In this project example, you can see that the colours displayed range from a deep blue/purple to pale green, meaning that the outdoor spaces that surround these low-level residential units will be comfortable over 75% of the time. This is ideal for areas where people may be sitting and relaxing near their homes. The light green areas may be less comfortable (less than 50% of the time).

Further Thoughts

When attempting to design comfortable outdoor environments, thermal comfort indexes play a vital role. We’ve explored various indexes used when considering outdoor thermal comfort, specifically looking at two prominent, wholistic indexes: UTCI (Universal Thermal Climate Index) and SPMV (Standardized Predicted Mean Vote). Each index comes with its own set of advantages and limitations, and the decision of which one to use ultimately depends on the specific context and the goals of project.

For those working in northern climates and Western cultures, UTCI could be the more straightforward choice. It is a standardized metric, widely accepted across the globe, and provides a quantitative assessment of thermal comfort. However, it’s essential to keep in mind that UTCI relies on fixed assumptions about activity levels and clothing, which may not accurately reflect real-world scenarios. People are guaranteed to engage in various activities and dress differently based on cultural norms.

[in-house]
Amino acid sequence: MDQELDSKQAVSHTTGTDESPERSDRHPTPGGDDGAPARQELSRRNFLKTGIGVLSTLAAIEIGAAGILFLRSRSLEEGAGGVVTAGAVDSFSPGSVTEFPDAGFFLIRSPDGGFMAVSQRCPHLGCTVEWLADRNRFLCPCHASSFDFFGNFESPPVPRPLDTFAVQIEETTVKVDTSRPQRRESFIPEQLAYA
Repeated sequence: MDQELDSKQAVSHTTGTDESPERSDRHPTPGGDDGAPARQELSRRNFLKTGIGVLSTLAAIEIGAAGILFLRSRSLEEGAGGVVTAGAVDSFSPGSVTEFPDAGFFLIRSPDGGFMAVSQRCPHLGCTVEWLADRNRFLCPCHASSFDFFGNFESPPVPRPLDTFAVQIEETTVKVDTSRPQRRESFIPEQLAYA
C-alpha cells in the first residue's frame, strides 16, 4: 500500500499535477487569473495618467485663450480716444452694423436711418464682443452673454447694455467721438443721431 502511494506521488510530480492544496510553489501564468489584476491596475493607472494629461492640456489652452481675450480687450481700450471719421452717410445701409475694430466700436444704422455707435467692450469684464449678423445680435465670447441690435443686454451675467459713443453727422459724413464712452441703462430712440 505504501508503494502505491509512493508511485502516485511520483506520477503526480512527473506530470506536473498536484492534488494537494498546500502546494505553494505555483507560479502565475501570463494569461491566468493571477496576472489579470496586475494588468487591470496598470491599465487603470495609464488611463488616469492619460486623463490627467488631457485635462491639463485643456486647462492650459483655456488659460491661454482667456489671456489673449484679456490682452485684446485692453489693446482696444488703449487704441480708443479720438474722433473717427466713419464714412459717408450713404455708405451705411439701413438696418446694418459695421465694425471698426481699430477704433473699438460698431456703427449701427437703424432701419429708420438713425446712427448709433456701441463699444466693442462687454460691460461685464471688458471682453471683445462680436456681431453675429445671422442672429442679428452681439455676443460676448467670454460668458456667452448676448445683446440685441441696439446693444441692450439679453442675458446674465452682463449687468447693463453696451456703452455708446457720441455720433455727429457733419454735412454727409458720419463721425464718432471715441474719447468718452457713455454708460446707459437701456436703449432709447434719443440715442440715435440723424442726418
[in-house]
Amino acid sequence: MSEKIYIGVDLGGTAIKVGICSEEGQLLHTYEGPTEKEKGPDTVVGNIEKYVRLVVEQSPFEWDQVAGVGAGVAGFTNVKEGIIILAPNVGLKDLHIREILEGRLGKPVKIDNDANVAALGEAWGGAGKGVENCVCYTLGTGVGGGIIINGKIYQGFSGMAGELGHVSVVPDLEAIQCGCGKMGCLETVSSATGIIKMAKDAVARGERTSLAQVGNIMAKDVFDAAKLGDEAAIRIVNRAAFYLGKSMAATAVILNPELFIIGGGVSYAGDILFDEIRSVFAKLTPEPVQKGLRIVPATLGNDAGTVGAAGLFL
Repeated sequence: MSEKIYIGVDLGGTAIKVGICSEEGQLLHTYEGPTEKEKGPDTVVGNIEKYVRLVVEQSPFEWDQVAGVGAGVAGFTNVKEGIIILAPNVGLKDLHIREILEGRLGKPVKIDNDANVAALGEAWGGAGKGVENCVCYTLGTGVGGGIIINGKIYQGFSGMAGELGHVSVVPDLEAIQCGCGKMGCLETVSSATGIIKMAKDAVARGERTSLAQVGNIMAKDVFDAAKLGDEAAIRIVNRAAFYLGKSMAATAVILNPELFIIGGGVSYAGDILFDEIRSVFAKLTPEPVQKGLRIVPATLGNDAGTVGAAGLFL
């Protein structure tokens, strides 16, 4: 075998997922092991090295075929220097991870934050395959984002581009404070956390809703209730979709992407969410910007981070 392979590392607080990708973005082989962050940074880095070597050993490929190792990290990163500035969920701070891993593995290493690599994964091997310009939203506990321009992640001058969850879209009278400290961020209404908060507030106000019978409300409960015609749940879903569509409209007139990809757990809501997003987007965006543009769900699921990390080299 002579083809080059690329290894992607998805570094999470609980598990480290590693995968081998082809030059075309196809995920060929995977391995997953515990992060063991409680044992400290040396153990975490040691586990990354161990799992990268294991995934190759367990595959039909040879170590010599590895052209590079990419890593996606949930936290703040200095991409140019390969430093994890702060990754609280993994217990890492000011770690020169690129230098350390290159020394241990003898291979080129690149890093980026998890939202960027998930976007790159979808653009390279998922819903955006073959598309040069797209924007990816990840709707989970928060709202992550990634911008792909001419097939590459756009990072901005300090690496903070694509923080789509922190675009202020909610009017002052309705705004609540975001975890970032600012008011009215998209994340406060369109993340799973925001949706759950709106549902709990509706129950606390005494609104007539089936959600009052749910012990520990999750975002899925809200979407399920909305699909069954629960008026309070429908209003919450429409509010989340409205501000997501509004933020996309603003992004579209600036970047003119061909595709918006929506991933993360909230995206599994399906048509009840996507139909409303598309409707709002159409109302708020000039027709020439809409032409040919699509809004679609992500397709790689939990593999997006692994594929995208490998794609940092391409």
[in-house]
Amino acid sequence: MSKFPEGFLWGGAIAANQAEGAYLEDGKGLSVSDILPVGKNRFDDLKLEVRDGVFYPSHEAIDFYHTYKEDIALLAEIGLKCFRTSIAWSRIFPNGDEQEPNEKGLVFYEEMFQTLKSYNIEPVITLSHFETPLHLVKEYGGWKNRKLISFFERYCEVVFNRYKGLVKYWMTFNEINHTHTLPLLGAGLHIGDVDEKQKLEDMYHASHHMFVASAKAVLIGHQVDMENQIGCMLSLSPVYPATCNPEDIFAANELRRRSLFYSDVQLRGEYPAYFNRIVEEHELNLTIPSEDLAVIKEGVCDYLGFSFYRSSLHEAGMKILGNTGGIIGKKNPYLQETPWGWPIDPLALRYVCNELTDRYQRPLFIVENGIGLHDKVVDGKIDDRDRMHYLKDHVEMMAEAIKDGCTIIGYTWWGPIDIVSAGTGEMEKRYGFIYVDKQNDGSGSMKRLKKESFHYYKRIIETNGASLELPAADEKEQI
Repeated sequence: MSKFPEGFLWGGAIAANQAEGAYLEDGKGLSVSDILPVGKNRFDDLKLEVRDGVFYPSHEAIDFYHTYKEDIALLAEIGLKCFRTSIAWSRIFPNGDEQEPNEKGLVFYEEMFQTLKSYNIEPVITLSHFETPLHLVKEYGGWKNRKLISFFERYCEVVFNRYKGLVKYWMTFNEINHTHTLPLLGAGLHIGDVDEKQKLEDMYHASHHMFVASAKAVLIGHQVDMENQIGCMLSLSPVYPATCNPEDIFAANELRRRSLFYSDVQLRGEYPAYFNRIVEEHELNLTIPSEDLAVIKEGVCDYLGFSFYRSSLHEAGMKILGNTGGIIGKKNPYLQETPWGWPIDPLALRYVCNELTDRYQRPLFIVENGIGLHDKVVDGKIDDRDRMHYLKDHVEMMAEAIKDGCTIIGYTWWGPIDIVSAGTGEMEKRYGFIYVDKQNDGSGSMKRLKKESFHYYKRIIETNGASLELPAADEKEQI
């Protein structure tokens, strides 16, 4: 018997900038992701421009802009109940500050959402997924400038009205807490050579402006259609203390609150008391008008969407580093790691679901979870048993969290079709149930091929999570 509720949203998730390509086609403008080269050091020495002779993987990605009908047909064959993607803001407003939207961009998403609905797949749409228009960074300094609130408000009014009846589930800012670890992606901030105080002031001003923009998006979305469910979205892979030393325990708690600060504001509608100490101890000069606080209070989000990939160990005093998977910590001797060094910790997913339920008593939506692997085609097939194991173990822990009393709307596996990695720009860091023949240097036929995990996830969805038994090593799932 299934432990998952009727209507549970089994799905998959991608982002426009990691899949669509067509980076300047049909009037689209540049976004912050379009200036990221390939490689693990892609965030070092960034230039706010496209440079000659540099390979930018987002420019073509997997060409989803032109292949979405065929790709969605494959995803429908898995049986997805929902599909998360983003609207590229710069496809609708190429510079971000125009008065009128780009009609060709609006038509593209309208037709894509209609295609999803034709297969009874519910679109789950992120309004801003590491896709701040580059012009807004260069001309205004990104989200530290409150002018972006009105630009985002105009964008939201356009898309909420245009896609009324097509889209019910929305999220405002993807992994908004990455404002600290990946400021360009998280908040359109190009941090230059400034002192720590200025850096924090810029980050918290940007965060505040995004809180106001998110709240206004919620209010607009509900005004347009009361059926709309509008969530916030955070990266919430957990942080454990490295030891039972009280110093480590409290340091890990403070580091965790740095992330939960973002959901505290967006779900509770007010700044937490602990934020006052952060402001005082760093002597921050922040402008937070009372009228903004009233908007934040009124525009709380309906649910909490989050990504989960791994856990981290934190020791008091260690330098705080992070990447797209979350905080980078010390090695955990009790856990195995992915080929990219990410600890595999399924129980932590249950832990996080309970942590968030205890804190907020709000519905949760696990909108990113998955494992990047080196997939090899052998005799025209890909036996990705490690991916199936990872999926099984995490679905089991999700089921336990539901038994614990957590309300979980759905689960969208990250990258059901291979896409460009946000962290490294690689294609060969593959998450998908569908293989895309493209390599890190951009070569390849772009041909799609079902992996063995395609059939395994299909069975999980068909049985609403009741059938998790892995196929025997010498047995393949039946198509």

On the other hand, if you find yourself in tropical climates, non-Western cultures, or if you seek a more nuanced understanding of different spaces’ thermal performance, SPMV emerges as a more flexible alternative. SPMV acknowledges the subjectivity of thermal comfort and caters to a broader range of acceptability for discomfort.